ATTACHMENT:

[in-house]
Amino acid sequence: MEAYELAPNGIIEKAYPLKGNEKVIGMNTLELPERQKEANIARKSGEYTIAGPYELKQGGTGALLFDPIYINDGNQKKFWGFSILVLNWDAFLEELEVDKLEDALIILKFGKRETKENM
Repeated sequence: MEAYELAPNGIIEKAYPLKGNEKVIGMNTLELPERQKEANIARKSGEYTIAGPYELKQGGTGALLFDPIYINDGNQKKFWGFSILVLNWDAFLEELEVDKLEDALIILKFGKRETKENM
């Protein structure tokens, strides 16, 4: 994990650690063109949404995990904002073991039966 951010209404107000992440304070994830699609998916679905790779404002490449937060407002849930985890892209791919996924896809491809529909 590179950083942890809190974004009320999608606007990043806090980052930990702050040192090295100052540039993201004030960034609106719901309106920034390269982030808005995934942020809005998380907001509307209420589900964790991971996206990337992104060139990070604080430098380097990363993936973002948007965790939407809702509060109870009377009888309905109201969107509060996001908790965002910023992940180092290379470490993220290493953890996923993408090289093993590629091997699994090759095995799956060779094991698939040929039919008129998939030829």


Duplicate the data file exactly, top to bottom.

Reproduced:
[in-house]
Amino acid sequence: MEAYELAPNGIIEKAYPLKGNEKVIGMNTLELPERQKEANIARKSGEYTIAGPYELKQGGTGALLFDPIYINDGNQKKFWGFSILVLNWDAFLEELEVDKLEDALIILKFGKRETKENM
Repeated sequence: MEAYELAPNGIIEKAYPLKGNEKVIGMNTLELPERQKEANIARKSGEYTIAGPYELKQGGTGALLFDPIYINDGNQKKFWGFSILVLNWDAFLEELEVDKLEDALIILKFGKRETKENM
């Protein structure tokens, strides 16, 4: 994990650690063109949404995990904002073991039966 951010209404107000992440304070994830699609998916679905790779404002490449937060407002849930985890892209791919996924896809491809529909 590179950083942890809190974004009320999608606007990043806090980052930990702050040192090295100052540039993201004030960034609106719901309106920034390269982030808005995934942020809005998380907001509307209420589900964790991971996206990337992104060139990070604080430098380097990363993936973002948007965790939407809702509060109870009377009888309905109201969107509060996001908790965002910023992940180092290379470490993220290493953890996923993408090289093993590629091997699994090759095995799956060779094991698939040929039919008129998939030829």